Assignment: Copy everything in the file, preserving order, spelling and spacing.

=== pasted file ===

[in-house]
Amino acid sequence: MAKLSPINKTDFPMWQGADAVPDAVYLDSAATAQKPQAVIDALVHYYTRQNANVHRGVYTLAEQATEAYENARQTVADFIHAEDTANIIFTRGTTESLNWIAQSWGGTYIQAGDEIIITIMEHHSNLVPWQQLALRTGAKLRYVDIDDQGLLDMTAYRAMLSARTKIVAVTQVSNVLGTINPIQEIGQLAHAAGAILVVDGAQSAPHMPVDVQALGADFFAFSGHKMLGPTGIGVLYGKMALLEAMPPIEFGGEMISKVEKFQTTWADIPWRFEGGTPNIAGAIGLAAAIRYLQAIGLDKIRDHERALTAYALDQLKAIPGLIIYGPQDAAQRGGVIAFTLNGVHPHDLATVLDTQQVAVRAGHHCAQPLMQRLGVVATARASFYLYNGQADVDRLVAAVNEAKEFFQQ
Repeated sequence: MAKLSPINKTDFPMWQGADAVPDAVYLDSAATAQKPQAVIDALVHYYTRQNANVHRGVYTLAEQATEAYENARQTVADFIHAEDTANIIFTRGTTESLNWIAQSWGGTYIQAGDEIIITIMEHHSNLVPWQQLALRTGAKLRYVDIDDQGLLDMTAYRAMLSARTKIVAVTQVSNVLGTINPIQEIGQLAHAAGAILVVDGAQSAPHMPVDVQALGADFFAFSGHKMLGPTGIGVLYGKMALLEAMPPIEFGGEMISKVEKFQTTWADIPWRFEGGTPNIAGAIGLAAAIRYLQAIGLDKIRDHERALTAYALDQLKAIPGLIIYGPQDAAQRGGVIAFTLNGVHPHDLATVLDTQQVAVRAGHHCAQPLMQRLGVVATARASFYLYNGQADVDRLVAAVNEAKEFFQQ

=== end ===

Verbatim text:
[in-house]
Amino acid sequence: MAKLSPINKTDFPMWQGADAVPDAVYLDSAATAQKPQAVIDALVHYYTRQNANVHRGVYTLAEQATEAYENARQTVADFIHAEDTANIIFTRGTTESLNWIAQSWGGTYIQAGDEIIITIMEHHSNLVPWQQLALRTGAKLRYVDIDDQGLLDMTAYRAMLSARTKIVAVTQVSNVLGTINPIQEIGQLAHAAGAILVVDGAQSAPHMPVDVQALGADFFAFSGHKMLGPTGIGVLYGKMALLEAMPPIEFGGEMISKVEKFQTTWADIPWRFEGGTPNIAGAIGLAAAIRYLQAIGLDKIRDHERALTAYALDQLKAIPGLIIYGPQDAAQRGGVIAFTLNGVHPHDLATVLDTQQVAVRAGHHCAQPLMQRLGVVATARASFYLYNGQADVDRLVAAVNEAKEFFQQ
Repeated sequence: MAKLSPINKTDFPMWQGADAVPDAVYLDSAATAQKPQAVIDALVHYYTRQNANVHRGVYTLAEQATEAYENARQTVADFIHAEDTANIIFTRGTTESLNWIAQSWGGTYIQAGDEIIITIMEHHSNLVPWQQLALRTGAKLRYVDIDDQGLLDMTAYRAMLSARTKIVAVTQVSNVLGTINPIQEIGQLAHAAGAILVVDGAQSAPHMPVDVQALGADFFAFSGHKMLGPTGIGVLYGKMALLEAMPPIEFGGEMISKVEKFQTTWADIPWRFEGGTPNIAGAIGLAAAIRYLQAIGLDKIRDHERALTAYALDQLKAIPGLIIYGPQDAAQRGGVIAFTLNGVHPHDLATVLDTQQVAVRAGHHCAQPLMQRLGVVATARASFYLYNGQADVDRLVAAVNEAKEFFQQ